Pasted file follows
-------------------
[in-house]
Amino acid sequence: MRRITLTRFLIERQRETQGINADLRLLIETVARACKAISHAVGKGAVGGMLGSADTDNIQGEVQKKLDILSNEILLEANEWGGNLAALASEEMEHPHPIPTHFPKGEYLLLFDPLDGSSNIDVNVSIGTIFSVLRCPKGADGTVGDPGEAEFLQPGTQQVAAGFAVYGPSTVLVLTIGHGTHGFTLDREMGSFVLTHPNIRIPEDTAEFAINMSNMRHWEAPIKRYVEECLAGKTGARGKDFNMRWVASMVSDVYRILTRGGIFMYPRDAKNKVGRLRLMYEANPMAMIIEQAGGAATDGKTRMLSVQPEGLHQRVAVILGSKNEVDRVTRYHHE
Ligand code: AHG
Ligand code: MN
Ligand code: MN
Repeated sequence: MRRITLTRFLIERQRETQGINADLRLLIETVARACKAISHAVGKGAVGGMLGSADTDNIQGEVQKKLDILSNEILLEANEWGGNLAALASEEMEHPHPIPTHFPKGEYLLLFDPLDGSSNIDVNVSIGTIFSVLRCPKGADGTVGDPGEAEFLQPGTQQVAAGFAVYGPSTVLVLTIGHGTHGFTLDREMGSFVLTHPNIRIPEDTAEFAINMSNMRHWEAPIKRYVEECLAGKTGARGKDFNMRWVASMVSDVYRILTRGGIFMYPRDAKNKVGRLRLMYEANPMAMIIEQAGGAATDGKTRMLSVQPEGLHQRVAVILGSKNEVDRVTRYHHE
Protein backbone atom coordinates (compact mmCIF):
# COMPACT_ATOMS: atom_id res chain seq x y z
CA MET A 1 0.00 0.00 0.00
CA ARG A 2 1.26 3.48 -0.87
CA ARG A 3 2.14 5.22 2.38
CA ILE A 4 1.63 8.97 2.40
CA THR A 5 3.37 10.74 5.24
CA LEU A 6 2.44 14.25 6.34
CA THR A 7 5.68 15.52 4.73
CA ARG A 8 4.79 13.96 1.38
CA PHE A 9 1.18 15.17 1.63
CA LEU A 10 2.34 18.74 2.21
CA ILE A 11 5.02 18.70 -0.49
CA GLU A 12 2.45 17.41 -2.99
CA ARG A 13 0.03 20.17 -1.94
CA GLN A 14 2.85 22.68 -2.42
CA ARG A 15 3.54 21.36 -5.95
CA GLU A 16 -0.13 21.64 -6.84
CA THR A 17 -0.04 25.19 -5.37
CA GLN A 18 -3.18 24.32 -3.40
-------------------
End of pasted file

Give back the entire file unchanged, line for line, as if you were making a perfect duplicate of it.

[in-house]
Amino acid sequence: MRRITLTRFLIERQRETQGINADLRLLIETVARACKAISHAVGKGAVGGMLGSADTDNIQGEVQKKLDILSNEILLEANEWGGNLAALASEEMEHPHPIPTHFPKGEYLLLFDPLDGSSNIDVNVSIGTIFSVLRCPKGADGTVGDPGEAEFLQPGTQQVAAGFAVYGPSTVLVLTIGHGTHGFTLDREMGSFVLTHPNIRIPEDTAEFAINMSNMRHWEAPIKRYVEECLAGKTGARGKDFNMRWVASMVSDVYRILTRGGIFMYPRDAKNKVGRLRLMYEANPMAMIIEQAGGAATDGKTRMLSVQPEGLHQRVAVILGSKNEVDRVTRYHHE
Ligand code: AHG
Ligand code: MN
Ligand code: MN
Repeated sequence: MRRITLTRFLIERQRETQGINADLRLLIETVARACKAISHAVGKGAVGGMLGSADTDNIQGEVQKKLDILSNEILLEANEWGGNLAALASEEMEHPHPIPTHFPKGEYLLLFDPLDGSSNIDVNVSIGTIFSVLRCPKGADGTVGDPGEAEFLQPGTQQVAAGFAVYGPSTVLVLTIGHGTHGFTLDREMGSFVLTHPNIRIPEDTAEFAINMSNMRHWEAPIKRYVEECLAGKTGARGKDFNMRWVASMVSDVYRILTRGGIFMYPRDAKNKVGRLRLMYEANPMAMIIEQAGGAATDGKTRMLSVQPEGLHQRVAVILGSKNEVDRVTRYHHE
Protein backbone atom coordinates (compact mmCIF):
# COMPACT_ATOMS: atom_id res chain seq x y z
CA MET A 1 0.00 0.00 0.00
CA ARG A 2 1.26 3.48 -0.87
CA ARG A 3 2.14 5.22 2.38
CA ILE A 4 1.63 8.97 2.40
CA THR A 5 3.37 10.74 5.24
CA LEU A 6 2.44 14.25 6.34
CA THR A 7 5.68 15.52 4.73
CA ARG A 8 4.79 13.96 1.38
CA PHE A 9 1.18 15.17 1.63
CA LEU A 10 2.34 18.74 2.21
CA ILE A 11 5.02 18.70 -0.49
CA GLU A 12 2.45 17.41 -2.99
CA ARG A 13 0.03 20.17 -1.94
CA GLN A 14 2.85 22.68 -2.42
CA ARG A 15 3.54 21.36 -5.95
CA GLU A 16 -0.13 21.64 -6.84
CA THR A 17 -0.04 25.19 -5.37
CA GLN A 18 -3.18 24.32 -3.40